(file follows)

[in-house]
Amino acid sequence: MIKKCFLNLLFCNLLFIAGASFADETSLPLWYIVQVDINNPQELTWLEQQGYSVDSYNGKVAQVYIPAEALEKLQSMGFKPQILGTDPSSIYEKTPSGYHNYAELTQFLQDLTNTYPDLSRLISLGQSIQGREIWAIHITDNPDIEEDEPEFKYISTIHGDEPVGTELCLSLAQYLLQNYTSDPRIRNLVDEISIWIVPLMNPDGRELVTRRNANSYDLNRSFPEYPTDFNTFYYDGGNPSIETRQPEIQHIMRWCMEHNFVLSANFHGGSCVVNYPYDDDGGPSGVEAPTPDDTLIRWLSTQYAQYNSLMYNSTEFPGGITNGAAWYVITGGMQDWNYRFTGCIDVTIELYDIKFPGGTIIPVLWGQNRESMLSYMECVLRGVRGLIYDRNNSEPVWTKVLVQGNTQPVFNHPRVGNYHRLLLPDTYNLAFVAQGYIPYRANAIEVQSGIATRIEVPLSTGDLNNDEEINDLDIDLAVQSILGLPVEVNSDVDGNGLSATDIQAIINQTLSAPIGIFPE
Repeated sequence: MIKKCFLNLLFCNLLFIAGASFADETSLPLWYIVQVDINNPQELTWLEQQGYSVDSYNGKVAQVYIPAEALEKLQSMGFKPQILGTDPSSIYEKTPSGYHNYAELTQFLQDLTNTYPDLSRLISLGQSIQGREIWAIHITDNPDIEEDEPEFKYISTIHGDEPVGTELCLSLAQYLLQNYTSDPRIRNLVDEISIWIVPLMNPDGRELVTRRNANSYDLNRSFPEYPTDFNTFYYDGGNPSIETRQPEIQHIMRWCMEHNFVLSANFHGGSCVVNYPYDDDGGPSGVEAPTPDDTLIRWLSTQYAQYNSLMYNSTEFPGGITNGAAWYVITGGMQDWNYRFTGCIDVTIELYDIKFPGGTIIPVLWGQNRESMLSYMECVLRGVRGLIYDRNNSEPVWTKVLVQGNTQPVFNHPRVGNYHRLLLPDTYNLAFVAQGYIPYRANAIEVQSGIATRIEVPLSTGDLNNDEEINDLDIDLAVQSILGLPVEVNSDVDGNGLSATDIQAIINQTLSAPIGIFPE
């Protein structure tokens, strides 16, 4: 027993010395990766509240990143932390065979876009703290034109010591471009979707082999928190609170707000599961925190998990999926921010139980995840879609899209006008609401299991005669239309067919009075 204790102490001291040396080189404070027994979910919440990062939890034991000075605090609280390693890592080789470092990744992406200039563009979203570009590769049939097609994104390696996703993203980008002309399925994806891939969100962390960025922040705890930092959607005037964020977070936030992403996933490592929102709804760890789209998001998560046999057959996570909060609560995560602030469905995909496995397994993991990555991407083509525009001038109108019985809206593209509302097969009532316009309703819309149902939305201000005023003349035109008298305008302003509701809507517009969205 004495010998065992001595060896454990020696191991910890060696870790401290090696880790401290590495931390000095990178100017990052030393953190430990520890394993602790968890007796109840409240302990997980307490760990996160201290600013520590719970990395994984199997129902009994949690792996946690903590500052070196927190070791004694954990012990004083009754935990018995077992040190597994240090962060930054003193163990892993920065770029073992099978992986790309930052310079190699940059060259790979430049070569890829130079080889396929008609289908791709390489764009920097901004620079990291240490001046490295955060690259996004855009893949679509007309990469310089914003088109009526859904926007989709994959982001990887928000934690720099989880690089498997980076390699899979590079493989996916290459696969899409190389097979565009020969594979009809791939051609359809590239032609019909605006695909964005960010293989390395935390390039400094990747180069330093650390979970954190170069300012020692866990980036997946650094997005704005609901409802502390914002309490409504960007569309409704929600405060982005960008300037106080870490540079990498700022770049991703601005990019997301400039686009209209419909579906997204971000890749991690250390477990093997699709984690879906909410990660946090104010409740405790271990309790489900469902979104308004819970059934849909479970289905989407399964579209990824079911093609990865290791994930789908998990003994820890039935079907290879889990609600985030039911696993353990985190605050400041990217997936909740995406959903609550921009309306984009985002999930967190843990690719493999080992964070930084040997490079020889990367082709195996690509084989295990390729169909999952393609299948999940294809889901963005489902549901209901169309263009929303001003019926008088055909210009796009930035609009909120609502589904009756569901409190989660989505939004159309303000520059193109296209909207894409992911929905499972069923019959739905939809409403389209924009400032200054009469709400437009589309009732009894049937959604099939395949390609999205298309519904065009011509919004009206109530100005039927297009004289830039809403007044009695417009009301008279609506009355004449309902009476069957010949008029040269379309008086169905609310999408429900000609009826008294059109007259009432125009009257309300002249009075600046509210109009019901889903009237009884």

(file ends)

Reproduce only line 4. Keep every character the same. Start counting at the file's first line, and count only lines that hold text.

């Protein structure tokens, strides 16, 4: 027993010395990766509240990143932390065979876009703290034109010591471009979707082999928190609170707000599961925190998990999926921010139980995840879609899209006008609401299991005669239309067919009075 204790102490001291040396080189404070027994979910919440990062939890034991000075605090609280390693890592080789470092990744992406200039563009979203570009590769049939097609994104390696996703993203980008002309399925994806891939969100962390960025922040705890930092959607005037964020977070936030992403996933490592929102709804760890789209998001998560046999057959996570909060609560995560602030469905995909496995397994993991990555991407083509525009001038109108019985809206593209509302097969009532316009309703819309149902939305201000005023003349035109008298305008302003509701809507517009969205 004495010998065992001595060896454990020696191991910890060696870790401290090696880790401290590495931390000095990178100017990052030393953190430990520890394993602790968890007796109840409240302990997980307490760990996160201290600013520590719970990395994984199997129902009994949690792996946690903590500052070196927190070791004694954990012990004083009754935990018995077992040190597994240090962060930054003193163990892993920065770029073992099978992986790309930052310079190699940059060259790979430049070569890829130079080889396929008609289908791709390489764009920097901004620079990291240490001046490295955060690259996004855009893949679509007309990469310089914003088109009526859904926007989709994959982001990887928000934690720099989880690089498997980076390699899979590079493989996916290459696969899409190389097979565009020969594979009809791939051609359809590239032609019909605006695909964005960010293989390395935390390039400094990747180069330093650390979970954190170069300012020692866990980036997946650094997005704005609901409802502390914002309490409504960007569309409704929600405060982005960008300037106080870490540079990498700022770049991703601005990019997301400039686009209209419909579906997204971000890749991690250390477990093997699709984690879906909410990660946090104010409740405790271990309790489900469902979104308004819970059934849909479970289905989407399964579209990824079911093609990865290791994930789908998990003994820890039935079907290879889990609600985030039911696993353990985190605050400041990217997936909740995406959903609550921009309306984009985002999930967190843990690719493999080992964070930084040997490079020889990367082709195996690509084989295990390729169909999952393609299948999940294809889901963005489902549901209901169309263009929303001003019926008088055909210009796009930035609009909120609502589904009756569901409190989660989505939004159309303000520059193109296209909207894409992911929905499972069923019959739905939809409403389209924009400032200054009469709400437009589309009732009894049937959604099939395949390609999205298309519904065009011509919004009206109530100005039927297009004289830039809403007044009695417009009301008279609506009355004449309902009476069957010949008029040269379309008086169905609310999408429900000609009826008294059109007259009432125009009257309300002249009075600046509210109009019901889903009237009884």